Monday, November 12, 2007

Wilson Rawls: Where the Red Fern Grows

I loved chatting over email with Amy Schimler about her dog Beans (see yesterday's interview), and it got me thinking about my favorite dog book of all time. We had to read Where the Red Fern Grows in 5th grade, and I have to admit I was completely dismayed that we had to read a "boy book." I struggled the whole time to distance myself from Billy, Old Dan, and Little Ann, probably flipping my permed hair and muttering "this is *so* stupid" and "who cares about a couple of dumb dogs?" under my breath about 20 times. But I remember sobbing at the end. Despite all my efforts, Wilson Rawls managed to draw me in to his story and make me care. How could you not?

Years later, Kevin and I drove cross-country and listened to Where the Red Fern Grows on audio book (*expertly* read by Anthony Heald I have to say). This time, with a fresh MFA under my belt, I listened to the language and storytelling. And I won't mince words: the book is a masterpiece. A classic coming of age story, told from the point of view of the adult looking back at his boyhood, but with all the intimacy and honesty and exuberance of youth. It's a story with joy, peril, hard truths. It's a story we can all relate to, even if we never had dogs or lived in the Ozarks or went hunting in our lives. It's a story about growing up.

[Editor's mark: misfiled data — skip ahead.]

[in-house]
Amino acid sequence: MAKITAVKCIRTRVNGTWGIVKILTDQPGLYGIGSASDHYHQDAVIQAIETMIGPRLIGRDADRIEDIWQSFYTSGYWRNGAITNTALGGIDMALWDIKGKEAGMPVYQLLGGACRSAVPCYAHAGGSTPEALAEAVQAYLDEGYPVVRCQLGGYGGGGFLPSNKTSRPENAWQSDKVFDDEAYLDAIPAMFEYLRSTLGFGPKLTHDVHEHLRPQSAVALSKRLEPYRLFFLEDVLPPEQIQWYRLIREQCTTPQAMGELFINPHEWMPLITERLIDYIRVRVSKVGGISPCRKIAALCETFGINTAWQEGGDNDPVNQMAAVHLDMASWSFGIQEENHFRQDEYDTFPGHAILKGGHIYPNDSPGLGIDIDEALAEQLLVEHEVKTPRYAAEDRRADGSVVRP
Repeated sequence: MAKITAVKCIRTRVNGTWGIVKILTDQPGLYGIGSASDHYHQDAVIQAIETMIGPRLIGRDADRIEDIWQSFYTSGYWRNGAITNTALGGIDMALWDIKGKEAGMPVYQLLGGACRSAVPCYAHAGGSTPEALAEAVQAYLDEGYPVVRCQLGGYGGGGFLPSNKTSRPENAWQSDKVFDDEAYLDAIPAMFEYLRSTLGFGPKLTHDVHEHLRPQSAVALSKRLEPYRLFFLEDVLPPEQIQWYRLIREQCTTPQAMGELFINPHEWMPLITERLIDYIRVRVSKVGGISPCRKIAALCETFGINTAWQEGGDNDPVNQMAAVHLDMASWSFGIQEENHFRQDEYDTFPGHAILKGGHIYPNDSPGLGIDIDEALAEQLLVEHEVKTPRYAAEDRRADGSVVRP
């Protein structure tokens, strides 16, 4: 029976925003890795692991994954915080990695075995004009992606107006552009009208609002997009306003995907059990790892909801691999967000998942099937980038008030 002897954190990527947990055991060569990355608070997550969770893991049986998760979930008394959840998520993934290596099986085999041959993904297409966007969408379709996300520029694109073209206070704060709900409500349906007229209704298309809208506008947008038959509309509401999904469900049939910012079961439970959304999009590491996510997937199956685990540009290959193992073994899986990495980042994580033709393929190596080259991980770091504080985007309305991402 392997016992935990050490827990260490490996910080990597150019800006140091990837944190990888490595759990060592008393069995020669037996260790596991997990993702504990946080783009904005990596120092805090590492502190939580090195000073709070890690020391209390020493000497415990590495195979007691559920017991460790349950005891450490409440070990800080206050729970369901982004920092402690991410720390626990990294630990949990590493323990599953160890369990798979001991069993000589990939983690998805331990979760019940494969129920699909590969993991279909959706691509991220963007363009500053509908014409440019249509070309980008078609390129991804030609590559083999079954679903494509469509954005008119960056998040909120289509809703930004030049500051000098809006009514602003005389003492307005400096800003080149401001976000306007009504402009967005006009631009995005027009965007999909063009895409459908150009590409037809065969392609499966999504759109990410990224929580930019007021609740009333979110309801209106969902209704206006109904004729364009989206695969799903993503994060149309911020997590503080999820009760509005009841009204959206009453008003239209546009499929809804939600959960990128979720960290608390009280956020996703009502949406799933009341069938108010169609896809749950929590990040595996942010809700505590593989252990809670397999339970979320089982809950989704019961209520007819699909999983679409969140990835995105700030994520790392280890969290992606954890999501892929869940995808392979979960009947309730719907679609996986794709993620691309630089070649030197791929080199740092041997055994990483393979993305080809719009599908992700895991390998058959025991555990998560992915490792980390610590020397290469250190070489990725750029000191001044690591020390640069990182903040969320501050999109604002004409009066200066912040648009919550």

I won't say more. Just go read it. Even if you're all "grown up" like me and you've read it before. Read it quietly to yourself in an afternoon, listen to the audio book, or read it aloud to a child. Get lost in the story. Cry at the end. It's worth it.

"When I left my office that beautiful spring day, I had no idea what was in store for me. To begin with, everything was too perfect for anything unusual to happen. It was one of those days when a man feels good, feels like speaking to his neighbor, is glad to live in a country like ours, and proud of his government. You know what I mean, one of those rare days when everything is right and nothing is wrong." (the opening lines of Where the Red Fern Grows)

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